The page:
TAIPEI, Taiwan — The U.S. has approved more arms sales to Taiwan, including $619 million worth of munitions for F-16 fighter jets, in a decision likely to be yet another point of friction between the U.S. and China, which claims the island as its own territory.
The State Department said in a statement Wednesday night it had approved sales of missiles to be used with the F-16s as well as equipment to support the missiles. That includes AGM-88 anti-radiation missiles, as well as air-to-air missiles and launchers.
Taiwan is unofficially supported by the U.S. and has a fleet of F-16s bought from the U.S. Tensions between China and the U.S. are at their highest level in years over American support for the self-governed island, including visits by high-ranking politicians, and a host of other issues, including a suspected Chinese spy balloon that crossed the U.S. before being shot down last month.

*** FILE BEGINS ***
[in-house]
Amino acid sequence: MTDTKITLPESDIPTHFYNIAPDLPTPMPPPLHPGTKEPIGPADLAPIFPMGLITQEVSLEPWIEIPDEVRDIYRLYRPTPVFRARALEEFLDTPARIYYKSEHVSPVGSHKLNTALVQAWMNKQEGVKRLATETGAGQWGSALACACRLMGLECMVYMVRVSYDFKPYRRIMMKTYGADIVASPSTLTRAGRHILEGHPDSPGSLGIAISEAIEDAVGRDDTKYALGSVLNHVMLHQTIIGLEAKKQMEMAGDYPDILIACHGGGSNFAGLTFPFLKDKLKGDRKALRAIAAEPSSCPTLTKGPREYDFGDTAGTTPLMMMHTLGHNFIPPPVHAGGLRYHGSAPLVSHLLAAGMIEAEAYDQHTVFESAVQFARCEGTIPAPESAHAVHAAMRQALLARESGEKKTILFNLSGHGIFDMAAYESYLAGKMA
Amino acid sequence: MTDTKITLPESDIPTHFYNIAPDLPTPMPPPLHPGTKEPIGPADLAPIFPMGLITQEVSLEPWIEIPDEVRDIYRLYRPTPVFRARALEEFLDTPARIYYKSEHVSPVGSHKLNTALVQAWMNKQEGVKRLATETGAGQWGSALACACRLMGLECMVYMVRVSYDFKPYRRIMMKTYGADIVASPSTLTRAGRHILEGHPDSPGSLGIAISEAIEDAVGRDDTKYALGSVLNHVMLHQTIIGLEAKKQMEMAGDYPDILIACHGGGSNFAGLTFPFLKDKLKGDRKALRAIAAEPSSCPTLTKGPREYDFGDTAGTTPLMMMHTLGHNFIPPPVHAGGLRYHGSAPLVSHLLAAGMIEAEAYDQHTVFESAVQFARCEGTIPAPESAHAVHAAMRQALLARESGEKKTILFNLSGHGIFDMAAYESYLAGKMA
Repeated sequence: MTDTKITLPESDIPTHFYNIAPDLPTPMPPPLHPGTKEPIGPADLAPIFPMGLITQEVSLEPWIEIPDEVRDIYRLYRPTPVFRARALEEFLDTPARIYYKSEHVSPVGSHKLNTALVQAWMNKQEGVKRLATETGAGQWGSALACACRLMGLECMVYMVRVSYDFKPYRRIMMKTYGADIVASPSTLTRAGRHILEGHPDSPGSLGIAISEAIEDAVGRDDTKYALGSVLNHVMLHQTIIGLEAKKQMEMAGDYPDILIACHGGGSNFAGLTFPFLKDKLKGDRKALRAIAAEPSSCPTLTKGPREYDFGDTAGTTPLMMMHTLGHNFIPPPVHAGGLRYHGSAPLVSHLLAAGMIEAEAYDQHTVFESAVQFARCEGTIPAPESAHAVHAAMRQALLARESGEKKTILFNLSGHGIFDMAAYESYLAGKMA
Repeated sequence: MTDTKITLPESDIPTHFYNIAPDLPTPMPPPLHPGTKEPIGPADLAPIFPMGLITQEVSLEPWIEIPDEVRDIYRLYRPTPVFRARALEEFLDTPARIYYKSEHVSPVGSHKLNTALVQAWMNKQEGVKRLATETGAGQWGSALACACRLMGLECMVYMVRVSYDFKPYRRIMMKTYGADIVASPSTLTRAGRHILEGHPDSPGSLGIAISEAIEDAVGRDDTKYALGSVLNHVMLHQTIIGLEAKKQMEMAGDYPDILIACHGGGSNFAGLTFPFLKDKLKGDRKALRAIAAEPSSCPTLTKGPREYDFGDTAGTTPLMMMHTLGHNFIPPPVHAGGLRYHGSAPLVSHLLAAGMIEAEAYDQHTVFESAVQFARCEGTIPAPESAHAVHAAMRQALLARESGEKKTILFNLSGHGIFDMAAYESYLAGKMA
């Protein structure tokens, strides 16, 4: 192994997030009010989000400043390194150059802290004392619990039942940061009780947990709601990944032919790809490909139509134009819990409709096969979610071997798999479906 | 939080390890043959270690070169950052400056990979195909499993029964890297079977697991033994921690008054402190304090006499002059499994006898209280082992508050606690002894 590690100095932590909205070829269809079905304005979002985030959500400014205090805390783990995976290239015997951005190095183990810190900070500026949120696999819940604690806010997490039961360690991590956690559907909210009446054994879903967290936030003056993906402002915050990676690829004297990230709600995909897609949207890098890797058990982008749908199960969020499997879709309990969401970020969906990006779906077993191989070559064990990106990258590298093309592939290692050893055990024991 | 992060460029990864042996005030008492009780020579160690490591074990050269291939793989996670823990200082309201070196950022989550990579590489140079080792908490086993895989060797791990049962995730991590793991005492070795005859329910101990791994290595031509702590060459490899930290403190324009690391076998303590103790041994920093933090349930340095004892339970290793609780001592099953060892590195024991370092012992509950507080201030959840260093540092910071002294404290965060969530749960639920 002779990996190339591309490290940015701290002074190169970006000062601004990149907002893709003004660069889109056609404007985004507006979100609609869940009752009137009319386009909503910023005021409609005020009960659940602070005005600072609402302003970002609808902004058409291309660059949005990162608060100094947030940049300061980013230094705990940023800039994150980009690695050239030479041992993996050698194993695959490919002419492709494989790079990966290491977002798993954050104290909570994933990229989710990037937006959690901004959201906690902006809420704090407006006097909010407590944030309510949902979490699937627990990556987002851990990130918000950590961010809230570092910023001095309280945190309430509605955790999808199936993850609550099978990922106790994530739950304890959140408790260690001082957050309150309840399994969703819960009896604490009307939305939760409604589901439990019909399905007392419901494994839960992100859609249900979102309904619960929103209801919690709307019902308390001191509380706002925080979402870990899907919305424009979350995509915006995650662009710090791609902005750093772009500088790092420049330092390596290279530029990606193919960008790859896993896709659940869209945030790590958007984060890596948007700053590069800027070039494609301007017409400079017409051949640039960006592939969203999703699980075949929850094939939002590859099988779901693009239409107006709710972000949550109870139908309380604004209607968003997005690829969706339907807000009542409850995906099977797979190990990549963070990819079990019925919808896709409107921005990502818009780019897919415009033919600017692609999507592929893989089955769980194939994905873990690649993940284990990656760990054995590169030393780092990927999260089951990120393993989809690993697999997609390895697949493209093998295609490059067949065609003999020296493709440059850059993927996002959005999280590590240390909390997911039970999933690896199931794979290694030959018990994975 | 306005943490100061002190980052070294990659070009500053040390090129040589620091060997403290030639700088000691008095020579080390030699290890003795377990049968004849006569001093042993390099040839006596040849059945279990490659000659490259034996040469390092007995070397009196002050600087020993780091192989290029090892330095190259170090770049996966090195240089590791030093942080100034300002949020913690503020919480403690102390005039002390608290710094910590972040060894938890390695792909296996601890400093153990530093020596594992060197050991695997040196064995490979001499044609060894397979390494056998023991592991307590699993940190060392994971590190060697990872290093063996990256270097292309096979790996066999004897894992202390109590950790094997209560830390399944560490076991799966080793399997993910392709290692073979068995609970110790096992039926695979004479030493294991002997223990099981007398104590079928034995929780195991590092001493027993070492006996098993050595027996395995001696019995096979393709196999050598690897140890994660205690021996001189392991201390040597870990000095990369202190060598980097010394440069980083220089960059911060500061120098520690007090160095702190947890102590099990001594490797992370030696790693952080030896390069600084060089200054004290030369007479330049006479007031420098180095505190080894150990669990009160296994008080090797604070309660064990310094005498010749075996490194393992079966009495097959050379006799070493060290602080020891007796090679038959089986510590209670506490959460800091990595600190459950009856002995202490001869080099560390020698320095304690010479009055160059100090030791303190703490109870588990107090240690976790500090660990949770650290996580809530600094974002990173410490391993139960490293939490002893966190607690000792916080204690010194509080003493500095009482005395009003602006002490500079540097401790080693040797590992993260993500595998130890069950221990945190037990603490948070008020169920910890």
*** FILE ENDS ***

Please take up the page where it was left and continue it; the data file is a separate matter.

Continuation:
China considers Taiwan part of its territory to be brought under its control by force if necessary, and has been stepping up its military and diplomatic harassment. The sides split amid civil war in 1949, and China’s authoritarian Communist Party has never held sway over the island.
The United States is Taiwan’s main supplier of military equipment, and China has objected to past sales with sanctions and other actions.
Once arms sales are approved, delivering them can take years, and Taiwan has cited consistent delays in receiving weapons it has purchased.
The arms will be provided by Raytheon Missiles and Defense and Lockheed Martin Corporation.
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